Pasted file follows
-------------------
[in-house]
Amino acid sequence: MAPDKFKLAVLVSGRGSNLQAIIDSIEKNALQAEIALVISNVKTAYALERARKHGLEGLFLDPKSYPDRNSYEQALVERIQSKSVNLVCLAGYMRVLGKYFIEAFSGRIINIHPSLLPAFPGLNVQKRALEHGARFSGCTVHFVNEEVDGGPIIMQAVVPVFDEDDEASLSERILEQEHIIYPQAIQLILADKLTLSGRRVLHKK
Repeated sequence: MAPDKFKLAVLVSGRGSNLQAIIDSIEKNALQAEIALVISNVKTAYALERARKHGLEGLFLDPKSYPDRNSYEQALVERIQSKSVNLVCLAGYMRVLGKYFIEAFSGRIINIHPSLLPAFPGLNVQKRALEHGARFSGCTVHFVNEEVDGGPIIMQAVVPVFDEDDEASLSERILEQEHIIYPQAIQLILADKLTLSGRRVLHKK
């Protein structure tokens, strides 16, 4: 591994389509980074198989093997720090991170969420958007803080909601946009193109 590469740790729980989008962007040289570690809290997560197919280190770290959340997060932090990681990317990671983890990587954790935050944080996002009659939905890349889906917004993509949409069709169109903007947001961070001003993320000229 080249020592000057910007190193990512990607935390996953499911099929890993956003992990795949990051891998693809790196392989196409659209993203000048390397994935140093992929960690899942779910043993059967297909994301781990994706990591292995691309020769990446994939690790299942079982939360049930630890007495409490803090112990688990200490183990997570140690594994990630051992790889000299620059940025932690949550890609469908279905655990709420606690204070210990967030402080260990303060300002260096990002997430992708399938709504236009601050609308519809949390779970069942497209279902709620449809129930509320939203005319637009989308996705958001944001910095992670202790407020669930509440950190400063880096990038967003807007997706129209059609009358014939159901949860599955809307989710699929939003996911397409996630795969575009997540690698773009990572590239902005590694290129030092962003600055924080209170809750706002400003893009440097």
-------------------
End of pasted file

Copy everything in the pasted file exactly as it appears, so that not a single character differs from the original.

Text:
[in-house]
Amino acid sequence: MAPDKFKLAVLVSGRGSNLQAIIDSIEKNALQAEIALVISNVKTAYALERARKHGLEGLFLDPKSYPDRNSYEQALVERIQSKSVNLVCLAGYMRVLGKYFIEAFSGRIINIHPSLLPAFPGLNVQKRALEHGARFSGCTVHFVNEEVDGGPIIMQAVVPVFDEDDEASLSERILEQEHIIYPQAIQLILADKLTLSGRRVLHKK
Repeated sequence: MAPDKFKLAVLVSGRGSNLQAIIDSIEKNALQAEIALVISNVKTAYALERARKHGLEGLFLDPKSYPDRNSYEQALVERIQSKSVNLVCLAGYMRVLGKYFIEAFSGRIINIHPSLLPAFPGLNVQKRALEHGARFSGCTVHFVNEEVDGGPIIMQAVVPVFDEDDEASLSERILEQEHIIYPQAIQLILADKLTLSGRRVLHKK
């Protein structure tokens, strides 16, 4: 591994389509980074198989093997720090991170969420958007803080909601946009193109 590469740790729980989008962007040289570690809290997560197919280190770290959340997060932090990681990317990671983890990587954790935050944080996002009659939905890349889906917004993509949409069709169109903007947001961070001003993320000229 080249020592000057910007190193990512990607935390996953499911099929890993956003992990795949990051891998693809790196392989196409659209993203000048390397994935140093992929960690899942779910043993059967297909994301781990994706990591292995691309020769990446994939690790299942079982939360049930630890007495409490803090112990688990200490183990997570140690594994990630051992790889000299620059940025932690949550890609469908279905655990709420606690204070210990967030402080260990303060300002260096990002997430992708399938709504236009601050609308519809949390779970069942497209279902709620449809129930509320939203005319637009989308996705958001944001910095992670202790407020669930509440950190400063880096990038967003807007997706129209059609009358014939159901949860599955809307989710699929939003996911397409996630795969575009997540690698773009990572590239902005590694290129030092962003600055924080209170809750706002400003893009440097």